Article Text

Download PDFPDF

Association between excessive premature atrial complexes and cryptogenic stroke: results of a case–control study
  1. Jithin K Sajeev1,2,
  2. Anoop N Koshy1,
  3. Helen Dewey1,3,
  4. Jonathan M Kalman4,
  5. Kevin Rajakariar2,
  6. Mae C Tan2,
  7. Maryann Street5,6,
  8. Louise Roberts1,2,
  9. Jennifer C Cooke1,2,
  10. Michael Wong2,
  11. Tanya Frost7,
  12. Andrew W Teh1,2
  1. 1 Eastern Health Clinical School, Monash University, Box Hill, Victoria, Australia
  2. 2 Department of Cardiology, Eastern Health, Box Hill, Victoria, Australia
  3. 3 Neurosciences, Eastern Health, Box Hill, Victoria, Australia
  4. 4 Royal Melbourne Hospital, Melbourne, Victoria, Australia
  5. 5 School of Nursing and Midwifery, Deakin University, Burwood, Victoria, Australia
  6. 6 Deakin University Nursing and Midwifery Research Centre, Eastern Health, Box Hill, Victoria, Australia
  7. 7 Department of Neurosciences, Eastern Health, Box Hill, Victoria, Australia
  1. Correspondence to Dr Andrew W Teh; Andrew.teh{at}


Objective Recent anticoagulation trials in all-comer cryptogenic stroke patients have yielded equivocal results, reinvigorating the focus on identifying reproducible markers of an atrial myopathy. We investigated the role of excessive premature atrial complexes (PACs) in ischaemic stroke, including cryptogenic stroke and its association with vascular risk factors.

Methods and results A case–control study was conducted utilising a multicentre institutional stroke database to compare 461 patients with an ischaemic stroke or transient ischaemic attack (TIA) with a control group consisting of age matched patients without prior history of ischaemic stroke/TIA. All patients underwent 24-hour Holter monitoring during the study period and atrial fibrillation was excluded. An excessive PAC burden, defined as ≥200 PACs/24 hours, was present in 25.6% and 14.7% (p<0.01), of stroke/TIA and control patients, respectively. On multivariate regression, excessive PACs (OR 1.97; 95% CI 1.29 to 3.02; p<0.01), smoking (OR 1.58; 95% CI 1.06 to 2.36; p<0.05) and hypertension (OR 1.53; 95% CI 1.07 to 2.17; p<0.05) were independently associated with ischaemic stroke/TIA. Excessive PACs remained the strongest independent risk factor for the cryptogenic stroke subtype (OR 1.95; 95% CI 1.16 to 3.28; p<0.05). Vascular risk factors that promote atrial remodelling, increasing age (≥75 years, OR 3.64; 95% CI 2.08 to 6.36; p<0.01) and hypertension (OR 1.54; 95% CI 1.01 to 2.34; p<0.05) were independently associated with excessive PACs.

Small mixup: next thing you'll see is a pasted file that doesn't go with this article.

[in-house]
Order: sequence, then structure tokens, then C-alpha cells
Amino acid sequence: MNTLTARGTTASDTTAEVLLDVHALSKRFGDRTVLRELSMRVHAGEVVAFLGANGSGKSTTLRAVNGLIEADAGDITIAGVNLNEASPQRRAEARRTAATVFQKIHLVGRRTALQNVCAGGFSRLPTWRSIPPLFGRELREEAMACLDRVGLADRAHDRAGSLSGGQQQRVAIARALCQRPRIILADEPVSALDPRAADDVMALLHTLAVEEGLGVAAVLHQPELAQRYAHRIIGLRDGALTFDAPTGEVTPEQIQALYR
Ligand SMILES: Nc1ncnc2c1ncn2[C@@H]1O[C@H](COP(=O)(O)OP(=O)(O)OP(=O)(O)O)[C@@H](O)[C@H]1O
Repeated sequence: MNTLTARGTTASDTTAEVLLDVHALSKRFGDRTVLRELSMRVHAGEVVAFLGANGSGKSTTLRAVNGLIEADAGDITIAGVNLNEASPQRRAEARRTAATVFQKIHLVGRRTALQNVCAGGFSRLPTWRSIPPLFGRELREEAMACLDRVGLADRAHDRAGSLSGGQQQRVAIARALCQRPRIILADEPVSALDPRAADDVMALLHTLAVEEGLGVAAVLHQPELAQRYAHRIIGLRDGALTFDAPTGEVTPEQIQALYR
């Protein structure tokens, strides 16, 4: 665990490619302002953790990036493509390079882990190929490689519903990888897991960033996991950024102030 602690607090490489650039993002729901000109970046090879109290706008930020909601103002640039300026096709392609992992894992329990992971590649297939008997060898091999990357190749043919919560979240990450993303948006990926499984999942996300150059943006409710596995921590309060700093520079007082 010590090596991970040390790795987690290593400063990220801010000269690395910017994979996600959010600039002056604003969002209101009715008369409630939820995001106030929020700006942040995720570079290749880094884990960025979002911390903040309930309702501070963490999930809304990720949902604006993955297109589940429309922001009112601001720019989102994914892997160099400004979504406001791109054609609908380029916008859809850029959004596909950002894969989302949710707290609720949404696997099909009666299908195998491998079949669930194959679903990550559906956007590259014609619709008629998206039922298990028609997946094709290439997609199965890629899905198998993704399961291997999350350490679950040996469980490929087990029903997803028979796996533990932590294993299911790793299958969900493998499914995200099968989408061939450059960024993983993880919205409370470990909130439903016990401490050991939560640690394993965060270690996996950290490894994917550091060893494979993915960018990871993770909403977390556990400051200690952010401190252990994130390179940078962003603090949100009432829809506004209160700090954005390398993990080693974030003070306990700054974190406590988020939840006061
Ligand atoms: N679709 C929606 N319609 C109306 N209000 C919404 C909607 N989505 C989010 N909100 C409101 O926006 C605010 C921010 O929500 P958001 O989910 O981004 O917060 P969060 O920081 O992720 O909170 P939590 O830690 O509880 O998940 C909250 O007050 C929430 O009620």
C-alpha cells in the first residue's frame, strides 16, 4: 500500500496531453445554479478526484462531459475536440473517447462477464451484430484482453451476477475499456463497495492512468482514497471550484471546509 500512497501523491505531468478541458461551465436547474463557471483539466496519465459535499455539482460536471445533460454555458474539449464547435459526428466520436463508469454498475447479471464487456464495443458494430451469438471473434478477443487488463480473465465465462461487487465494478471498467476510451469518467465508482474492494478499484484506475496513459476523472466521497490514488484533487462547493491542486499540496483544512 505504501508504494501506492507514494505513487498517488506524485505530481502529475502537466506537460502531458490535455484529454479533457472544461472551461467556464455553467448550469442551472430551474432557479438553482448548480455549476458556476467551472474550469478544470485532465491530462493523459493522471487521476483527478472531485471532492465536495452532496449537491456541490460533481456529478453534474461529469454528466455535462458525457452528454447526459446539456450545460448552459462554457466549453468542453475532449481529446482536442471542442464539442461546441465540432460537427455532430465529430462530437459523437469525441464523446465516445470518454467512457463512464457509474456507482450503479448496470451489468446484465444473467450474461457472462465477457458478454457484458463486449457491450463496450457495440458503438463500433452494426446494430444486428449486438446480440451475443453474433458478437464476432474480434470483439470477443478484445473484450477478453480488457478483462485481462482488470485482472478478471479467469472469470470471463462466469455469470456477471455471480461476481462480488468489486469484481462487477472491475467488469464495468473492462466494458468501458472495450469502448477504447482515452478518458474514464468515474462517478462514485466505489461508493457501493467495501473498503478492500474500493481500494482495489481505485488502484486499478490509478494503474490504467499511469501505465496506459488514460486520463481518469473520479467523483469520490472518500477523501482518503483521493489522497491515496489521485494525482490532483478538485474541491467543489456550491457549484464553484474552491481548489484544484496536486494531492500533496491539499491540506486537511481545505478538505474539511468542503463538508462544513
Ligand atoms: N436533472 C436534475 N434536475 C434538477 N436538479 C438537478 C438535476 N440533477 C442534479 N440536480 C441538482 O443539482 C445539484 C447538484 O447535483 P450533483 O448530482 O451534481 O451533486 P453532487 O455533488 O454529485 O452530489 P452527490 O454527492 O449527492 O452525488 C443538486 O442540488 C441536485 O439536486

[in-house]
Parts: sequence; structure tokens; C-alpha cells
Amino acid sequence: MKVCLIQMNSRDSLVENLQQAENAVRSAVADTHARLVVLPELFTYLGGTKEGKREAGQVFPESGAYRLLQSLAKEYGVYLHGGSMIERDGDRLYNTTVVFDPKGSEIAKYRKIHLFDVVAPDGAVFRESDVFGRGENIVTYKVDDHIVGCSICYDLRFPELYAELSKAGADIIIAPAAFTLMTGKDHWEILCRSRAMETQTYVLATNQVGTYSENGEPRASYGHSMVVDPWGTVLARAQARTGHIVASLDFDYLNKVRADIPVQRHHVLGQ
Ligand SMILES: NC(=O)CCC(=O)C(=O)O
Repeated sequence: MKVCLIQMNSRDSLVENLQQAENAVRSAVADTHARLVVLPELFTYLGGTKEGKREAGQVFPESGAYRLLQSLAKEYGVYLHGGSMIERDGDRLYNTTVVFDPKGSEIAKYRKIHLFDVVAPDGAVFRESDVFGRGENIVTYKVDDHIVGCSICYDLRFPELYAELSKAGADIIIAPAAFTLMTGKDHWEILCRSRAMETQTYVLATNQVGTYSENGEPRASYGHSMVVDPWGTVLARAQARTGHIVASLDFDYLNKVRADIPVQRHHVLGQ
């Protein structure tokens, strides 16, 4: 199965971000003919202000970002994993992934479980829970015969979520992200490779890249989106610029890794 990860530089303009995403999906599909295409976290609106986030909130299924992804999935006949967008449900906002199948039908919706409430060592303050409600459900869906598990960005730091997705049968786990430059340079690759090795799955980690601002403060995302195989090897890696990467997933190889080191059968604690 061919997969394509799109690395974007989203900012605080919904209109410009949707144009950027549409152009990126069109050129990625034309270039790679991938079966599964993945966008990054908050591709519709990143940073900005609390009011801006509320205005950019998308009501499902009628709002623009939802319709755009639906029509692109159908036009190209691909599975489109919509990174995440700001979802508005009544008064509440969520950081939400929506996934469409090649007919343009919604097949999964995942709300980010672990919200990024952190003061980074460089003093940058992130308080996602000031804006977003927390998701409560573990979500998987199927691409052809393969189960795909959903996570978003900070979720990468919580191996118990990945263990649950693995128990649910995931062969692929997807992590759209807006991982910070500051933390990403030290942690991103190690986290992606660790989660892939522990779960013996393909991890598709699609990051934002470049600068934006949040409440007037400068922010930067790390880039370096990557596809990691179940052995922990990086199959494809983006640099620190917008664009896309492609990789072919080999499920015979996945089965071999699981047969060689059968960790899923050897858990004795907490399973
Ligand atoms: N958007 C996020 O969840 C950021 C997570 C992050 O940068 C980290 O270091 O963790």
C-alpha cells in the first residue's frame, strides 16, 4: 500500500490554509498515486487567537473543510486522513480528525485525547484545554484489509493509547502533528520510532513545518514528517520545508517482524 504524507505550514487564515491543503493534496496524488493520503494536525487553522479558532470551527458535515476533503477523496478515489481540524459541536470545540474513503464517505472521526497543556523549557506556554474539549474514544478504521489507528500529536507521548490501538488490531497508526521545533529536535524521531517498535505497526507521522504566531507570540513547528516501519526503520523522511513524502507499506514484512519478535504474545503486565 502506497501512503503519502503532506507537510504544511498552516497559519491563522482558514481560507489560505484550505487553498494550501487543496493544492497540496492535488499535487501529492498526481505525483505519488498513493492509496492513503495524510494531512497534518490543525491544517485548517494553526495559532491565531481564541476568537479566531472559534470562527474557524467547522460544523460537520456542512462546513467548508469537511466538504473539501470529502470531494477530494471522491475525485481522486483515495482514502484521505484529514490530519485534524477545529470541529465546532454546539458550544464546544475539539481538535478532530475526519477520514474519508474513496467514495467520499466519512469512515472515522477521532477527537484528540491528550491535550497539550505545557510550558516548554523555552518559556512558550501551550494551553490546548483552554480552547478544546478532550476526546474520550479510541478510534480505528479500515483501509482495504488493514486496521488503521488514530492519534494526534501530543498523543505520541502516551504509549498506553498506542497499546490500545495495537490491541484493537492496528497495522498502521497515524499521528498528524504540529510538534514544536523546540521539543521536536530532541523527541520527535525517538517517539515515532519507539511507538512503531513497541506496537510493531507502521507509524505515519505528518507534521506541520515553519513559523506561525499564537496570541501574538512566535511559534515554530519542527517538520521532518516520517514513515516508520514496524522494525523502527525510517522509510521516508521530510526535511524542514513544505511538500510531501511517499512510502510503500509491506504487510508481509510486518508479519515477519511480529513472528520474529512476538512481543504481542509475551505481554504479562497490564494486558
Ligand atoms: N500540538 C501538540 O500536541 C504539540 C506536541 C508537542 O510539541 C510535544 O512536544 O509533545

Conclusions Excessive PACs are independently associated with cryptogenic stroke and may be a reproducible marker of atrial myopathy. Prospective studies assessing their utility in guiding stroke prevention strategies may be warranted.

  • stroke medicine
  • cardiology

This is an open access article distributed in accordance with the Creative Commons Attribution Non Commercial (CC BY-NC 4.0) license, which permits others to distribute, remix, adapt, build upon this work non-commercially, and license their derivative works on different terms, provided the original work is properly cited, appropriate credit is given, any changes made indicated, and the use is non-commercial. See:

View Full Text

Statistics from


  • Contributors JKS led and designed the study, collated and analysed data and wrote the manuscript. ANK, KR, MCT and TF collated and analysed the data and revised the manuscript. HD, JMK, LR, JCC and MW contributed to study design and revised the manuscript. MS analysed the data and revised the manuscript. AWT supervised and designed the study revised the manuscript. All authors read and approved the final manuscript.

  • Funding The authors have not declared a specific grant for this research from any funding agency in the public, commercial or not-for-profit sectors.

  • Competing interests None declared.

  • Ethics approval The research protocol was approved by the institutional Human Research Ethics Committee and written informed consent was not deemed necessary by the committee (approval number: LR09/2016).

  • Provenance and peer review Not commissioned; externally peer reviewed.

  • Patient consent for publication Not required.

Request Permissions

If you wish to reuse any or all of this article please use the link below which will take you to the Copyright Clearance Center’s RightsLink service. You will be able to get a quick price and instant permission to reuse the content in many different ways.